Displaying records 26 - 50 of 140 in total
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Liberalisation and the Debates on Women’s Access to Land

Full citation: Razavi, S., "Liberalisation and the Debates on Women's Access to Land," 28(8) THIRD WORLD QUARTERLY 1479 (December 2007). - This article focuses on the tensions and ambiguities that may keep women from effectively accessing land. Barriers include liberalization policies that focus on “family farming,” customary land tenure systems, and decentralization of land management. Women’s rights advocates fear that these can be manipulated by groups hostile to women’s rights.

[Threats to Women’s Land Tenure Security and Effectiveness of Interventions - Annotated Bibliography]

Collection Type:
Research Articles
Country:
Multiple Countries
Creator:
Razavi, S.
Year:
2007

Gender, Property Rights and Livelihoods in the Era of AIDS

Full citation: Carpano, F., Izumi, K. and Mathieson, K., "Gender, Property Rights and Livelihoods in the Era of AIDS," FAO TECHNICAL CONSULTATION PROCEEDINGS REPORT (November 2007).

Collection Type:
Articles
Country:
Multiple Countries, Mozambique, Kenya, Uganda
Creator:
Carpano, F., Izumi, K. and Mathieson, K.
Year:
2007

Women’s Land Rights

Full citation: ActionAid International, "Women's Land Rights," ACTIONAID INTERNATIONAL DISCUSSION PAPER (March 2006).

Collection Type:
Citations
Country:
Multiple Countries
Creator:
ActionAid International
Year:
2006

Cultivating Women’s Rights for Access to Land

Full citation: Hatcher, J., Meggiolaro, L. and Ferrer, C.S., "Cultivating Women's Rights for Access to Land," ACTIONAID AND INTERNATIONAL FOOD SECURITY NETWORK COUNTRY ANALYSIS REPORT (October 2005).

Collection Type:
Citations
Country:
Multiple Countries, Vietnam, Burkina Faso, Afghanistan, Guatemala, Bangladesh, Malawi, Ethiopia, Mozambique, Ghana, Uganda
Creator:
Hatcher, J., Meggiolaro, L. and Ferrer, C.S.
Year:
2005

Gender and Property Rights within Postconflict Situations

Full citation:Lastarria-Cornhiel, S., "Gender and Property Rights within Postconflict Situation," 12 USAID ISSUE PAPER (April 2005).

Collection Type:
Articles
Country:
Multiple Countries, Afghanistan, Guatemala, Rwanda
Creator:
Lastarria-Cornhiel, S.
Year:
2005

Report on the proceedings of the National Conference on Women’s Land and Property Rights and Livelihood in Namibia, with a Special Focus on HIV/AIDS

Full citation: Namibia Ministry of Gender Equality and Child Welfare & FAO, "Report on the proceedings of the National Conference on Women’s Land and Property Rights and Livelihood in Namibia, with a Special Focus on HIV/AIDS," (July 2005).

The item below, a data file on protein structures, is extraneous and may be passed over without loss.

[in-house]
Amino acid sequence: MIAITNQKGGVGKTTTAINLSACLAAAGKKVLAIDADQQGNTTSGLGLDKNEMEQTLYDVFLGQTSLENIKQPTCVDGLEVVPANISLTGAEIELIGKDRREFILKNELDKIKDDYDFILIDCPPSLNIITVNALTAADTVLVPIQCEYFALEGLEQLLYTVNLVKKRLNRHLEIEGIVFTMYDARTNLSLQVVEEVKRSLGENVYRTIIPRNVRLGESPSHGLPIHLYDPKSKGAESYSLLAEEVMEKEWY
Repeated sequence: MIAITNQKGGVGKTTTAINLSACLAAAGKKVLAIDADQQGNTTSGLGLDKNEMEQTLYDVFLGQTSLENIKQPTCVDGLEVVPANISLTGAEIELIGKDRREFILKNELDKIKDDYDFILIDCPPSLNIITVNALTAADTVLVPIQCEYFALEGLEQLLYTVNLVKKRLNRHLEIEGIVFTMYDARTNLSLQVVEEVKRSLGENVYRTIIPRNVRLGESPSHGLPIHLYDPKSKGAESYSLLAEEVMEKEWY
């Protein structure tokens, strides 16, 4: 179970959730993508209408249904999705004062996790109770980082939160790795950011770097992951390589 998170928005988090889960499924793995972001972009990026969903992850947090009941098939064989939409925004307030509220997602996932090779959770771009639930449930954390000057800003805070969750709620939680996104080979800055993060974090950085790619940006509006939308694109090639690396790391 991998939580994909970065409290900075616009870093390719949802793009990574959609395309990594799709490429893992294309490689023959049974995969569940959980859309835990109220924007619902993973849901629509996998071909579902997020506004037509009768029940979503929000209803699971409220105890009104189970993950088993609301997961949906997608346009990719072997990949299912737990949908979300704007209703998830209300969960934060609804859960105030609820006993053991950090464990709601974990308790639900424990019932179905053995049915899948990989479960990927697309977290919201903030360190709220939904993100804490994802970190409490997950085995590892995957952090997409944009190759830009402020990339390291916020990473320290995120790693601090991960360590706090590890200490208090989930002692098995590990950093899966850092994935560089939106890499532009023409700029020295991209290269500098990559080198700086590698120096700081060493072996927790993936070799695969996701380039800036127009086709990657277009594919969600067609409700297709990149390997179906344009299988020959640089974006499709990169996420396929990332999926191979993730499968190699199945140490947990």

Collection Type:
Citations
Country:
Namibia
Creator:
Namibia Ministry of Gender Equality and Child Welfare & FAO
Year:
2005

Study on Women's Property Rights in Afar and Oromiya Regions, Ethiopia

Full citation: Flintan, F., Demlie, S. Awol, M., Humed, Z., Belete, Y. and Lemma, H., "Study on Women's Property Rights in Afar and Oromiya Regions, Ethiopia," USAID & CARE REPORT (2008).

Collection Type:
Articles
Country:
Ethiopia
Creator:
Flintan, F., Demlie, S. Awol, M., Humed, Z., Belete, Y. and Lemma, H.
Year:
2008

Accessing Justice: Models, Strategies and Best Practices on Women's Empowerment

Full citation: IDLO, "Accessing Justice: Models, Strategies and Best Practices on Women's Empowerment," IDLO REPORT (2013). - This paper highlights some of the challenges and solutions for women’s access to justice in diverse legal systems. It shows that women face structural and cultural barriers to accessing justice – insufficient knowledge of rights and remedies, illiteracy or poor literacy, and lack of resources or time to participate in justice processes. This is all the more so as women usually have intensive family responsibilities. Even where women can access the formal justice sector, the outcomes of the process often fall far short of those envisaged by international standards, particularly with regard to property rights, inheritance, divorce and child custody, and spousal abuse. Focusing on legal empowerment as a way to improve both access to justice and the quality of justice women receive, the study presents strategies and best practices in both formal and informal justice systems. Legal empowerment approaches share one core concept: using the law to enable disadvantaged groups to access justice and realize basic rights. They include legal education; legal aid services; support for non-discriminatory dispute resolution fora to complement or supplement informal systems; training of paralegals; and rights awareness. In considering whether such approaches can improve the quality of justice women receive, Accessing Justice brings together a number of IDLO-sponsored case studies in Afghanistan, India, Namibia, Rwanda, Mozambique, Tanzania, Morocco, Papua New Guinea and the Solomon Islands. These highlight a variety of lessons for development practitioners, both in terms of engagement with the informal legal sector and, more generally, for the use of legal empowerment and top-down / bottom-up strategies. In an appropriate context, carefully designed legal empowerment strategies may constitute a valuable contribution to improving women’s access to justice.
[Threats to Women’s Land Tenure Security and Effectiveness of Interventions - Annotated Bibliography]

Collection Type:
Research Articles
Country:
Multiple Countries, Bougainville, Solomon Islands, Afghanistan, Namibia, Mozambique, Tanzania, Rwanda, India
Creator:
IDLO
Year:
2013